FOOD and Agriculture Organisation (FAO) representative to Zimbabwe Gaoju Han says commercialisation of farming systems in rural areas is the key to attaining food security in the country.
Report by Nqobile Bhebhe Senior Reporter
Han, who was speaking to mark World Food Day yesterday, said: “The key to attaining food and nutrition security at household level in Zimbabwe lies with the ability to support farmers to improve their productivity, diversify their production and commercialisation of their farming systems.”
He added: “World Food Day is particularly important this year, as 1,6 million rural Zimbabweans will be in need of food assistance at the peak of the hunger season between January to March 2013, as identified by the recent ZimVAC report. The United Nations, through FAO and WFP, seek to contribute towards reducing poverty, hunger and malnutrition, as well as to improve the production and income of smallholder farmers.”
The food agency said the Ministry of Agriculture, Mechanisation and Irrigation Development, FAO and the United Nations World Food Programme (WFP) have reaffirmed their dedication to work with communities, development agencies and the private sector to end hunger.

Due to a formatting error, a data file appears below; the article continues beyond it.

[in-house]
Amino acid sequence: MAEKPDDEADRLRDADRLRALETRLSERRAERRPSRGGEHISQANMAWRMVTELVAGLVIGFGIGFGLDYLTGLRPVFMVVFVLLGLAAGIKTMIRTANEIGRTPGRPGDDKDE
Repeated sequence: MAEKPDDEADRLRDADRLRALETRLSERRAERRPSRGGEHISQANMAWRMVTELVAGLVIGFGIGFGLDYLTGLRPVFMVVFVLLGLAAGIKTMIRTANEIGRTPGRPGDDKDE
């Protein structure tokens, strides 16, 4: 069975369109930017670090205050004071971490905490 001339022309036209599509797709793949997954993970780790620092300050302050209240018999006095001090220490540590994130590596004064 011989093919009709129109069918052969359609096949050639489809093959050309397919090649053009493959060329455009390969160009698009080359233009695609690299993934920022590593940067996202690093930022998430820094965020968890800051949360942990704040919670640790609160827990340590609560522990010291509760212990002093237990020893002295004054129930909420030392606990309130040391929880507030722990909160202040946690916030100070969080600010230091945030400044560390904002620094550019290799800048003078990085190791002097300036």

Last week, WFP said it would soon be rolling out a programme to feed villagers facing starvation in Zimbabwe’s drought-hit areas like Masvingo, Matabeleland North and South.
The agency said it would provide funding for cereals to be purchased from the local market.
WFP’s total requirement until the end of March next year is about $119 million of which $87 million is outstanding.
The government has the grain loan scheme in place as part of efforts to mitigate the effects of drought, but villagers in some of the worst-hit areas, including Gwanda in Matabeleland, were complaining that this was inadequate.